BP: How do you feel about Instagram?
OG: I like it! I love imagery. I have always been in love with photography. I collect it too – some are here in my atelier.
BP: I spied the Peter Lindbergh image on the wall!
OG: I have Steven Meisel, Paolo Roversi, Herb Ritts. I’ve always looked at imagery since I was a kid. My first print was by Edward Curtis and it’s amazing.
BP: What are you driven by?
OG: By fantasy. You have to have fantasy. For me everything is imagination. Beauty is beauty, but some things you cannot buy. Not everybody is a genius and only some people have this vision. It’s not about pushing a button, it’s about having an eye, a vision. I tell my assistants, ‘Use your imagination – we have to talk to people.’
BP: Did you work with Mr Penn?
OG: Yes. The second time I worked with him, I brought three of his books, including Moments Preserved, for him to sign. He said, ‘You must have a lot of moments preserved in your life.’ That’s stayed in my mind. It was very special. The first time that I worked with him was with Polly Mellen. I was scared, but I really loved her. [Laughs] I had to retouch the hair, but after the shoot she said thank you and it was terrifying but amazing as well. You question yourself – how you will manage when meeting big photographers? If you show too much fear it’s not good.
BP: No, people can smell the fear.
OG: But you have to have it, because it drives you. Voila!
BP: Recent trends have seen hair that looks ‘undone’. Has this stifled your creativity?
OG: I like undone hair. It may look like nothing but you always need a stylist to do it. Hair is a part of the body and everywhere there is a hair culture: Japan, India, Africa. It’s very powerful.
BP: Has your perspective of beauty changed?
OG: Today, there’s a lot of retouching digitally. Society feels the need to retouch.
BP: Do you think with age you become more comfortable in your own skin?
OG: Oh yeah! When I was younger, I was very shy. Don’t forget I’m in front of the mirror with these beautiful young girls and I need to get over it, it’s OK! Some people have been blessed like they have been touched by the beauty fairy godmother and you look at them and think wow! Not me though. [Laughs.]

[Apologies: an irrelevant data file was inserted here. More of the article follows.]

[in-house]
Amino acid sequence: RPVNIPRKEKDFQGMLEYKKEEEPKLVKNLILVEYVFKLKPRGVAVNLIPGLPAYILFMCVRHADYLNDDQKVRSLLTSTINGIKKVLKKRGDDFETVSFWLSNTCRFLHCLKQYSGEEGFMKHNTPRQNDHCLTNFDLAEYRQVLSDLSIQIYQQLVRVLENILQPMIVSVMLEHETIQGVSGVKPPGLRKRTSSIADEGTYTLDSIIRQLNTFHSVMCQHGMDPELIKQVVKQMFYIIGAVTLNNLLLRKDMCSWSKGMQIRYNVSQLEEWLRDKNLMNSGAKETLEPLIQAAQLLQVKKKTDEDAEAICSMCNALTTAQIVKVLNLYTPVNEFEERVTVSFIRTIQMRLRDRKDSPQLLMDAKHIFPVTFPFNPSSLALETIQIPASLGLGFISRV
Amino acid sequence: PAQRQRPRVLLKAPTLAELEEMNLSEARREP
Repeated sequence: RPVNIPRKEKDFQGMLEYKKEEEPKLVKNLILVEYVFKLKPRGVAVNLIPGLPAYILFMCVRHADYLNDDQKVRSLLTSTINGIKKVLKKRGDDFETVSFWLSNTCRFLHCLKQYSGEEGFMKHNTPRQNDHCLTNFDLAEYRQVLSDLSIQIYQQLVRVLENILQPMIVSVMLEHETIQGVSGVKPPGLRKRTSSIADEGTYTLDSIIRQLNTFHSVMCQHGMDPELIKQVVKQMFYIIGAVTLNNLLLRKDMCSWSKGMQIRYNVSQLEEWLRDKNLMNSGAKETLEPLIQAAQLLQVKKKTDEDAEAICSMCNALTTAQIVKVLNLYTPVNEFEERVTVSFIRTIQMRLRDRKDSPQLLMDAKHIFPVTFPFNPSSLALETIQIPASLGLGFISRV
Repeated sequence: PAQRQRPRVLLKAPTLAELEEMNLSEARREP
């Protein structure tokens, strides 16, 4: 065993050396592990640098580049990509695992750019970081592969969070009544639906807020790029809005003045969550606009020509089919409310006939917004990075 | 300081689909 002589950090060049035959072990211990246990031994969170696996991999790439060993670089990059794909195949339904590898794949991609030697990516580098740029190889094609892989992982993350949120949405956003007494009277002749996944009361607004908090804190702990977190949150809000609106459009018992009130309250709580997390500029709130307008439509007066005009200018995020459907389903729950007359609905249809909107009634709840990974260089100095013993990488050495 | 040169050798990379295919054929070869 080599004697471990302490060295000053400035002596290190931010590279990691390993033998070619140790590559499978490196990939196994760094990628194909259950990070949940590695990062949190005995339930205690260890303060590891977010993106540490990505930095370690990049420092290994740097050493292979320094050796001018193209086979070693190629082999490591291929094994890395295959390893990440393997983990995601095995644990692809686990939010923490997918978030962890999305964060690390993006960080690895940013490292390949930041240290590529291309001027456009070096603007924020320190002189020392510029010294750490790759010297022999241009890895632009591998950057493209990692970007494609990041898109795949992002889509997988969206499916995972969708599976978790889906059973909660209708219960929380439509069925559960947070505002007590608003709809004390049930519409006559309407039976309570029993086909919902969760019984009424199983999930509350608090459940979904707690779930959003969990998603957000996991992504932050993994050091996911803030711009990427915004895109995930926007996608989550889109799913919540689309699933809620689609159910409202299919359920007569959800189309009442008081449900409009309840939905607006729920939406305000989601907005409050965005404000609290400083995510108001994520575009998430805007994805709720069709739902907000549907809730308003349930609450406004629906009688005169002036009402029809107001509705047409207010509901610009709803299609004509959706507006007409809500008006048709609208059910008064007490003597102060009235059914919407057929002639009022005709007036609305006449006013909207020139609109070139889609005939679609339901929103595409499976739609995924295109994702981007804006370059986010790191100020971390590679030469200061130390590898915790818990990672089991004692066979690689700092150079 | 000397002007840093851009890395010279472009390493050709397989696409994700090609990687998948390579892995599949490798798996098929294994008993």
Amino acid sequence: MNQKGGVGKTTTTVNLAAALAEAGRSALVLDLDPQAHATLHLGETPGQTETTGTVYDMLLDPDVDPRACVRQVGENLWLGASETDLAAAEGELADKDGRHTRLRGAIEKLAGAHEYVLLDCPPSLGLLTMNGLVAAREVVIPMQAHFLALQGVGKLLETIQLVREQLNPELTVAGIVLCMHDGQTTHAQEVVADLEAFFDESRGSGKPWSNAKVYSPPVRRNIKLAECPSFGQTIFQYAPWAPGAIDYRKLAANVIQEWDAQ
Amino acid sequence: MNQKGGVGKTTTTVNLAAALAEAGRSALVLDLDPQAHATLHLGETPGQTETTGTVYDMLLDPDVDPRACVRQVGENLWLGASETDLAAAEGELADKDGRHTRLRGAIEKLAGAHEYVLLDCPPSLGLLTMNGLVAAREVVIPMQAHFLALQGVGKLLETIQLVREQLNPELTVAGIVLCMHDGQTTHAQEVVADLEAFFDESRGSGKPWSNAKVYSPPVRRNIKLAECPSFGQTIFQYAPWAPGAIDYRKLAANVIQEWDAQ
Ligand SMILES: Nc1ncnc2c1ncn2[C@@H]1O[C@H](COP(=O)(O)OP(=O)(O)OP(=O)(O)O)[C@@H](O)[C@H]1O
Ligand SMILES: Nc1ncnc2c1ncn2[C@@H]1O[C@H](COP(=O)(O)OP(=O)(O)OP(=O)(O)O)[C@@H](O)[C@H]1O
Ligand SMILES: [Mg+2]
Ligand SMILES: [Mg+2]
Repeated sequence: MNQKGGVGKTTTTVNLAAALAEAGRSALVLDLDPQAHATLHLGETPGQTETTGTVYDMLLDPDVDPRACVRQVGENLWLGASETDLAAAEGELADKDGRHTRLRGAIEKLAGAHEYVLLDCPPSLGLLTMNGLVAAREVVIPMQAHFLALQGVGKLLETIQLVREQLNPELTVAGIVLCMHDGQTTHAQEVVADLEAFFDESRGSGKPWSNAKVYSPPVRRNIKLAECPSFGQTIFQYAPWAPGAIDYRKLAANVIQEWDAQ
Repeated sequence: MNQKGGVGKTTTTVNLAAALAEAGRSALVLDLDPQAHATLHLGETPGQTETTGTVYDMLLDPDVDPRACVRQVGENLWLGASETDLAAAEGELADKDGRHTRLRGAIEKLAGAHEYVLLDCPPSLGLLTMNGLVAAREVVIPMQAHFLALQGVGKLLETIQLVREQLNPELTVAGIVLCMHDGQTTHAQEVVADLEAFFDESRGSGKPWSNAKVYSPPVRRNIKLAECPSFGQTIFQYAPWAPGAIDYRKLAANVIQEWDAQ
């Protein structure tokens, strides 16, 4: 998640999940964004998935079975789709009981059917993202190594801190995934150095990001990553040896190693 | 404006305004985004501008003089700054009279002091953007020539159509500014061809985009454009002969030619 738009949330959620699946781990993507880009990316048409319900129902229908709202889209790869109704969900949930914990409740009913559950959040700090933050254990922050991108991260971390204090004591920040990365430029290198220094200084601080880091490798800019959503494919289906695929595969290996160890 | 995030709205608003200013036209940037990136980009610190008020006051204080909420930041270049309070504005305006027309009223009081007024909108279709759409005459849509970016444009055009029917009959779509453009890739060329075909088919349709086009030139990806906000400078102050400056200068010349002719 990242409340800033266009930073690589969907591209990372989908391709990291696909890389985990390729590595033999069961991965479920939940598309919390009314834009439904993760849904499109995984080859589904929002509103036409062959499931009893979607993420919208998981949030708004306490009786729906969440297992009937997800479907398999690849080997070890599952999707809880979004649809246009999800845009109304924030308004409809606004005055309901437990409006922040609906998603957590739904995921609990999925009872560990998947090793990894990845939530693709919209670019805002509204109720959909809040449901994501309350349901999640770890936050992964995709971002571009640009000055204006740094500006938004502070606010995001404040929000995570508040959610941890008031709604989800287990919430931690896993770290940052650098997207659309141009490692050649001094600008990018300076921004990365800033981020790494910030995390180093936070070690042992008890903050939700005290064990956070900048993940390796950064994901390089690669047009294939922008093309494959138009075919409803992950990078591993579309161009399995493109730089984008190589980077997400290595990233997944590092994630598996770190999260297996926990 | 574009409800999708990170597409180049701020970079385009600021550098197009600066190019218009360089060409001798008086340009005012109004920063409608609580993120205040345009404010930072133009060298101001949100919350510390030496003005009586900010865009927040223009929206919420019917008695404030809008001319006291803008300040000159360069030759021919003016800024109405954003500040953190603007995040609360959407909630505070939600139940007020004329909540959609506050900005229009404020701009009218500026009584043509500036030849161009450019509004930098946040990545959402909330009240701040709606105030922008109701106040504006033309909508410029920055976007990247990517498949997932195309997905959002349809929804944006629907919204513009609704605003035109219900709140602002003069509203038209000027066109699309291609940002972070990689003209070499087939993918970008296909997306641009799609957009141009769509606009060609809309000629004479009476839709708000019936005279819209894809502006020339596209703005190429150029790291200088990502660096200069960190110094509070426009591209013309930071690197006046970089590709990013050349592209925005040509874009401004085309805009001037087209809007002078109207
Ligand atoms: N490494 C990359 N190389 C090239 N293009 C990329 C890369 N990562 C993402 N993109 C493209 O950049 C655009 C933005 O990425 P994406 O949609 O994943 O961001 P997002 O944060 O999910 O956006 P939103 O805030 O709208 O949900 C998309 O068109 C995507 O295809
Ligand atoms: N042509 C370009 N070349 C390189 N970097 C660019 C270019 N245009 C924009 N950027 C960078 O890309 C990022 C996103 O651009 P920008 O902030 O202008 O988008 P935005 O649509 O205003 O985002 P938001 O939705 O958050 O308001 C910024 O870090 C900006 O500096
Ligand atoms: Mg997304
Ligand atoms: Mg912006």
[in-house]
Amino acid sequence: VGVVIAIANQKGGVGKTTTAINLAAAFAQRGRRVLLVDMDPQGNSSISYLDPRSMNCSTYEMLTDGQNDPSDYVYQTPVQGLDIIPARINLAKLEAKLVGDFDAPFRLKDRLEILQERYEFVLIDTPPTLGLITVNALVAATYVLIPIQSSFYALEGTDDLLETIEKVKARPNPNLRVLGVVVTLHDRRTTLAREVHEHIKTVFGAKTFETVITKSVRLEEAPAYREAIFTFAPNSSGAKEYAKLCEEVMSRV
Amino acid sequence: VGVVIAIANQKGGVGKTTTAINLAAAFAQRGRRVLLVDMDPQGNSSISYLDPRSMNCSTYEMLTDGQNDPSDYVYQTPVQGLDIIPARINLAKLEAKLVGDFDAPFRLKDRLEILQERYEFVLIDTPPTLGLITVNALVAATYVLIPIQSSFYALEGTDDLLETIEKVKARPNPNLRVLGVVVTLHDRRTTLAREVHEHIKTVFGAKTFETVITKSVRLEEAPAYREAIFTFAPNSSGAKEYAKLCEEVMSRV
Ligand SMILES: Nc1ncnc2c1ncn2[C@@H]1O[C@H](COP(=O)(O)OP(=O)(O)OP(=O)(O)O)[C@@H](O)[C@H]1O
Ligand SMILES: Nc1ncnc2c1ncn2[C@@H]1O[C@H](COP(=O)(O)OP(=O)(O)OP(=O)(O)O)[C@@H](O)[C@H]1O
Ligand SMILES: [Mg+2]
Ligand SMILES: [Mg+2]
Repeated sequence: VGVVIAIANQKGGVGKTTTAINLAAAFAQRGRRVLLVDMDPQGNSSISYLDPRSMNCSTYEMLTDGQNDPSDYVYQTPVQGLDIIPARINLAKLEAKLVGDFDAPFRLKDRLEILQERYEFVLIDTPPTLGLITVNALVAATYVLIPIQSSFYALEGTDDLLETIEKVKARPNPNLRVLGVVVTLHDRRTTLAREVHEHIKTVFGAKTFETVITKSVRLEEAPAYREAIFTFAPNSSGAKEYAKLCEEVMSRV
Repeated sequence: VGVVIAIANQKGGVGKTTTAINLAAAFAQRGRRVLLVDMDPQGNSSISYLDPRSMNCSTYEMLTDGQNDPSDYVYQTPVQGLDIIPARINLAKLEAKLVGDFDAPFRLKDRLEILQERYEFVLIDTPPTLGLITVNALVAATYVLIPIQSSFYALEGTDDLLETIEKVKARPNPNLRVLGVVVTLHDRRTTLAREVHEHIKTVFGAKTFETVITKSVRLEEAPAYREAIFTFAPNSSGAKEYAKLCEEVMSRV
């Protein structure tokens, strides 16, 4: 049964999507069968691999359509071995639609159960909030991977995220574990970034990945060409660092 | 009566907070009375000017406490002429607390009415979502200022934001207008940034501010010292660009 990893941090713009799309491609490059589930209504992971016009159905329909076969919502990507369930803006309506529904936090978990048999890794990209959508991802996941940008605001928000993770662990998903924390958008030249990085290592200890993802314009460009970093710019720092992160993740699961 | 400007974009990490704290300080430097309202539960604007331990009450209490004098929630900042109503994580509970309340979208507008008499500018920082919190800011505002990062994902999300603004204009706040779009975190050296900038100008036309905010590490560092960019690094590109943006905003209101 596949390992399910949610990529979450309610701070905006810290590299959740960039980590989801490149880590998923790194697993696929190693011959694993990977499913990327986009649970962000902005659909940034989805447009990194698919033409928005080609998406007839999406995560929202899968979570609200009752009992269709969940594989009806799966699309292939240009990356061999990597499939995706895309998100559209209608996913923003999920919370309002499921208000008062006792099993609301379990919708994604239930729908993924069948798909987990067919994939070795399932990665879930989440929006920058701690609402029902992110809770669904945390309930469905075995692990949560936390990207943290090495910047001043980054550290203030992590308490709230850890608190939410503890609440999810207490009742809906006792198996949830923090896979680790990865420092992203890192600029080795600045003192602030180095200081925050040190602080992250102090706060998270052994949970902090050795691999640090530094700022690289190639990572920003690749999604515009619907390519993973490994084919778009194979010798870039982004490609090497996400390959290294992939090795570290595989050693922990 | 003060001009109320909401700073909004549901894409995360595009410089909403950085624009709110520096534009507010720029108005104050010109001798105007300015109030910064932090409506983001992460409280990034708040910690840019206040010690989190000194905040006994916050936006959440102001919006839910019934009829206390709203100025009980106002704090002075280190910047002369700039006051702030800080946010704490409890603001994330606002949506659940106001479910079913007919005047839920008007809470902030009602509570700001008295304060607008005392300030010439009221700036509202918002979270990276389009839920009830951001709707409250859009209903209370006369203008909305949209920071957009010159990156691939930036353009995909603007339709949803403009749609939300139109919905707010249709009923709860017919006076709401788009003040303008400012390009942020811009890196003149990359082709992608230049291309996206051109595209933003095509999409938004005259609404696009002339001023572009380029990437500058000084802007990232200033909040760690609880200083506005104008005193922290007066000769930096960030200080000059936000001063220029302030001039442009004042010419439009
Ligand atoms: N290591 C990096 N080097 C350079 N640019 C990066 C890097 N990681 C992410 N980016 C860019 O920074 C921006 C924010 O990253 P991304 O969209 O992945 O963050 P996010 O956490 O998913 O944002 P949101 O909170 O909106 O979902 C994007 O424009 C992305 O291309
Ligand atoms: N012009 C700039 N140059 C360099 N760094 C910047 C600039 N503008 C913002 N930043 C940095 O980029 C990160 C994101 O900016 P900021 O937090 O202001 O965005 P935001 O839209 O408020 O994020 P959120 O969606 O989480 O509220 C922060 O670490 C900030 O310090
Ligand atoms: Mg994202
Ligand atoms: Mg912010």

BP: Tell me about Jean-Paul Gaultier
OG: My first big show was with John. I learned so much, he amazed me, I thought he must have been a hairstylist in his past life One season, Jean-Paul Gaultier decided to do a show on Brittany. The hair was based on the headwear the women wear called ‘coif’. They are shaped to sit on the head and made out of lace. So we created versions in hair for the show and designed them with the emblem – also made in hair – and little flowers.
BP: When you have a show that involves this level of prep, what is the process, do you sketch ideas?
OG: No, never. I’ve never been good at drawing. Karl Lagerfeld can draw something in two seconds that is unbelievable. It’s about form for me. I get inspiration from architecture, paintings, everything. Everything has to have a meaning for me. That’s why I love Japan. Everything has a story, a reason. When you draw from cultural references, you have to know the story behind it – you don’t want to send an image that isn’t correct.
BP: Your work has been bought by the Costume Institute of the Metropolitan Museum of Art. Did it tickle you that the establishment recognised the anti-establishment?
OG: When they called I thought someone was playing a trick! Jean-Paul Gaultier asked me to create a hat out of hair. They said they wanted to buy an exclusive piece. They use these pieces to do talks with the new generation. When they came to pack it, they brought massive boxes and packed it like it was a painting. It was crazy; they treated it like a piece of art.
BP: Is your atelier a space for you to play?
OG: No, I come here to prep. It’s important to have a story to work from. But if you calculate too much in advance it doesn’t work. It’s not just what I create, it’s an exchange of energy between people, a balance between you all. It’s very important to remember it’s a team.
Beauty is beauty, but some things you cannot buy. Not everybody is a genius and only some people have this vision. It’s not about pushing a button, it’s about having an eye, a vision.
BP: In 2001, you launched an accessory line, Odile Gilbert Creations. Is this an ongoing project for you?
OG: It’s one hairpin which I created to form the shape of the head. There are three sizes. Often people asked me for hair accessories at the shows, so I wanted to make a big hairpin so a woman could do a chignon by herself. The head is round so the pin is shaped to this form.
BP: Etiquette is a French word signifying ‘label’. As a woman, you paved the way for others, having worked hard in a male-dominated industry. How did you stop yourself from being labelled ‘the only female hairdresser’?